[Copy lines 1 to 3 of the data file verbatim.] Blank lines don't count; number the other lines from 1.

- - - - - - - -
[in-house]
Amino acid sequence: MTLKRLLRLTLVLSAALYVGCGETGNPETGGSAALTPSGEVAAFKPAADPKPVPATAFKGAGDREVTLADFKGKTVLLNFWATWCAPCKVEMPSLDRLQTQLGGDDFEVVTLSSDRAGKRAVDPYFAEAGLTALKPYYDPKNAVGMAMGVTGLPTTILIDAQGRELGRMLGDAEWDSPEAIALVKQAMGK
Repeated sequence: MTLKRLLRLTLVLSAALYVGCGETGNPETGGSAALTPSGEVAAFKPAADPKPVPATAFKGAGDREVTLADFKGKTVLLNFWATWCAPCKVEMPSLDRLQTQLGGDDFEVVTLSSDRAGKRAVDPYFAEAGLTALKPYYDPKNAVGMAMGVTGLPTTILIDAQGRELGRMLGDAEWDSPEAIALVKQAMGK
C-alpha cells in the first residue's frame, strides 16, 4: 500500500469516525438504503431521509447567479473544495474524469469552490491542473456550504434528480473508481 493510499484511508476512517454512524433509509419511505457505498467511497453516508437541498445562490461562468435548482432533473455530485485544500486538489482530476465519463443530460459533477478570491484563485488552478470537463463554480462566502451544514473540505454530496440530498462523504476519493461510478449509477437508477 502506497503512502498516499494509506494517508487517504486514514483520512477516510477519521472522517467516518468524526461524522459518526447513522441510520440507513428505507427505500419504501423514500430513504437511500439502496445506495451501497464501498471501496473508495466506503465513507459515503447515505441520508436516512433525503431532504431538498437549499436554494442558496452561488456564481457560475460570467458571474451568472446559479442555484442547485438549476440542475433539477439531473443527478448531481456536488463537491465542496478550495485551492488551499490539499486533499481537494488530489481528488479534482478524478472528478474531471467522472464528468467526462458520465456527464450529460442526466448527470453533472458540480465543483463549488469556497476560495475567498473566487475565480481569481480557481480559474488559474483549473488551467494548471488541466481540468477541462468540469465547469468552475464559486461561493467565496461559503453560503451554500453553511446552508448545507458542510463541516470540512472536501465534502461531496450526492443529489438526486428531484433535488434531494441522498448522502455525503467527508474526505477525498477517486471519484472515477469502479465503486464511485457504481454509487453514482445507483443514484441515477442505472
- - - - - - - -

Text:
[in-house]
Amino acid sequence: MTLKRLLRLTLVLSAALYVGCGETGNPETGGSAALTPSGEVAAFKPAADPKPVPATAFKGAGDREVTLADFKGKTVLLNFWATWCAPCKVEMPSLDRLQTQLGGDDFEVVTLSSDRAGKRAVDPYFAEAGLTALKPYYDPKNAVGMAMGVTGLPTTILIDAQGRELGRMLGDAEWDSPEAIALVKQAMGK
Repeated sequence: MTLKRLLRLTLVLSAALYVGCGETGNPETGGSAALTPSGEVAAFKPAADPKPVPATAFKGAGDREVTLADFKGKTVLLNFWATWCAPCKVEMPSLDRLQTQLGGDDFEVVTLSSDRAGKRAVDPYFAEAGLTALKPYYDPKNAVGMAMGVTGLPTTILIDAQGRELGRMLGDAEWDSPEAIALVKQAMGK